Santa Cruz County, California report

FULL REPORT (2.6 MB, PDF file): Sixth Amendment Center, The Right to Counsel in Santa Cruz County, California: Evaluation of Trial Level Indigent Representation Services (September 2020).

EXECUTIVE SUMMARY ONLY (1.1 MB, PDF file): Sixth Amendment Center, The Right to Counsel in Santa Cruz County, California: Evaluation of Trial Level Indigent Representation Services (September 2020).

In 1963, the U.S. Supreme Court held in Gideon v. Wainwright that providing and protecting the Sixth Amendment right to effective assistance of counsel is a constitutional obligation of the states under the due process clause of the Fourteenth Amendment. The State of California has delegated to its counties the responsibility for providing effective assistance of counsel to indigent people at the trial court level. Each county board of supervisors, or the individual superior court judges in the county, or the board and judges collectively, determine the method(s) used to provide representation to indigent people at the trial level. Counties are responsible at the outset for funding all trial-level indigent representation services.

In its attempt to fulfill the right to counsel responsibilities delegated to it by the state, Santa Cruz County has chosen to use private attorneys to provide all indigent representation services. For 45 years, the County of Santa Cruz has contracted with the law firm of Biggam, Christensen & Minsloff to provide primary indigent representation services. For conflict representation, the county has contracted for decades with two other law firms: Page, Salisbury & Dudley; and Wallraff & Associates. The existing contracts with all three of these law firms expire on June 30, 2022. Beginning December 1, 2014, the County of Santa Cruz created the Criminal Defense Conflicts Program (CDCP) in the county counsel’s office, administering a panel of private attorneys who are available to be appointed on a case-by-case basis in cases where all three of the contract law firms have a conflict of interest.

Santa Cruz County is considering how best to provide indigent representation services when the existing contracts with the three law firms expire on June 30, 2022. Santa Cruz County does not have an office or person charged with oversight of the entire indigent representation system (both primary and conflict), and the county cannot accurately say how many people or cases, and of what case types, require appointed counsel nor by whom the representation is being provided, if at all. In the absence of this information, it is impossible for the county to determine how much the provision of indigent representation should cost or how to provide it effectively. It is toward that end that the County of Santa Cruz commissioned the Sixth Amendment Center to conduct this evaluation.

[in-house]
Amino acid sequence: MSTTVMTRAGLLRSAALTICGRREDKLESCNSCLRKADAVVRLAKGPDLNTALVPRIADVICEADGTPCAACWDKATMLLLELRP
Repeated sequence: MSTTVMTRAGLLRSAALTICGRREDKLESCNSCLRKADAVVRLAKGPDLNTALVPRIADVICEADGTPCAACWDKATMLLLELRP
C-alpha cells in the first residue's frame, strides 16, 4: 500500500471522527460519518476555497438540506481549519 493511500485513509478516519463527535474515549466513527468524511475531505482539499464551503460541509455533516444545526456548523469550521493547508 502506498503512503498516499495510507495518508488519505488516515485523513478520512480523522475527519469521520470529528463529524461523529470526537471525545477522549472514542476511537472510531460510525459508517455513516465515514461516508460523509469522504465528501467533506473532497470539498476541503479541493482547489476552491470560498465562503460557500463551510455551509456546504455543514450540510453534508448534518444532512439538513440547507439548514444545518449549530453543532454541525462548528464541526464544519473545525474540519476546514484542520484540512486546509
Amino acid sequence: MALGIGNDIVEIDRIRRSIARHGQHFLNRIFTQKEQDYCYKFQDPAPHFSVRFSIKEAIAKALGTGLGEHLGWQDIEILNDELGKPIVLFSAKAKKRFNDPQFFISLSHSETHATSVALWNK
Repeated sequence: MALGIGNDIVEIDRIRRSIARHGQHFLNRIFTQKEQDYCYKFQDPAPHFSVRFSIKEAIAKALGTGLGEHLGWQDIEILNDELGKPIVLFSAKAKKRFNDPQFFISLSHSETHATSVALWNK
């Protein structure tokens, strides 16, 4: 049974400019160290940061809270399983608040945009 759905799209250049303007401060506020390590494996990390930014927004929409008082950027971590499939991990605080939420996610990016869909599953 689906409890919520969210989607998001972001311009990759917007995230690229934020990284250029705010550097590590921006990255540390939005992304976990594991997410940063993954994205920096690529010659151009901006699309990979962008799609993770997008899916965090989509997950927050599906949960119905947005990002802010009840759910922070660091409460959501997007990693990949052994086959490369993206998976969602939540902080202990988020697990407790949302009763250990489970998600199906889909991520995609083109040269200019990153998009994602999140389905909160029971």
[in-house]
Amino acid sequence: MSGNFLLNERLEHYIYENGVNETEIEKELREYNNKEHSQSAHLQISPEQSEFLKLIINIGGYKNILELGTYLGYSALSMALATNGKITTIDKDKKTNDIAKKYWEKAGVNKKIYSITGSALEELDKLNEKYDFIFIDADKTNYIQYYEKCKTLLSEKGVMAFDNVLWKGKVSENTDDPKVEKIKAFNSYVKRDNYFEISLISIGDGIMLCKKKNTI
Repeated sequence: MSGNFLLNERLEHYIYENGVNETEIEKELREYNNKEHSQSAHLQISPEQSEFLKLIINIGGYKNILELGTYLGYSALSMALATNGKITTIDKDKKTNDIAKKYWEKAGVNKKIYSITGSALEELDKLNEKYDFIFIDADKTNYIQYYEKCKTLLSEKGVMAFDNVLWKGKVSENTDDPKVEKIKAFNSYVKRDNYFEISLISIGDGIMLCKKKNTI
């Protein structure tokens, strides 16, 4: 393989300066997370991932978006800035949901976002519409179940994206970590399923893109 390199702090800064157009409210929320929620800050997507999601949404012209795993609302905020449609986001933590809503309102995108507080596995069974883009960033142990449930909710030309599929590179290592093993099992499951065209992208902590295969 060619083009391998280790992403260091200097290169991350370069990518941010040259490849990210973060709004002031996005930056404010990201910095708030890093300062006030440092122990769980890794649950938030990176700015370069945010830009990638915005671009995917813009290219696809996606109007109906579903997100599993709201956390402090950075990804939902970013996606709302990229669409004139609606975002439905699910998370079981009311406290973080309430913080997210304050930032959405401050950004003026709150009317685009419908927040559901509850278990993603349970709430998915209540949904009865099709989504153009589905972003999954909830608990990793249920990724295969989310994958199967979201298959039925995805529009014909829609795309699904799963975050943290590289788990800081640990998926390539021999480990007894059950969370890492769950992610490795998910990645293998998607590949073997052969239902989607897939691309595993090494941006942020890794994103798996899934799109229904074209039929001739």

6AC’s report explains how Santa Cruz County has delegated all decision-making about the provision of the right to counsel to the private law firms with which it enters into contracts, but without requiring those contract law firms to report information critical to knowing whether they are providing effective assistance of counsel. The county’s contracts with each of the three private law firms require the law firms to provide representation in an unlimited number of cases in exchange for a flat annual fee along with the possibility of additional compensation in “extraordinary circumstances.”

These contracts create conflicts of interest between the financial interests of the law firms, partners, and associates, and the case-related interests of the indigent people whom they are appointed to represent. These financial conflicts have led to the use of “horizontal representation,” where appointed clients are represented by a series of attorneys, rather than a single attorney representing a client from appointment through disposition of the case. Santa Cruz County has not set any limits on the number of cases that an attorney representing indigent clients may handle in a year, and the individual law firms have no internal caseload policies or standards. As a result, the primary contract law firm has caseloads far above the national standards, and the three contract firms combined do not have enough attorneys to handle the total appointed caseload effectively.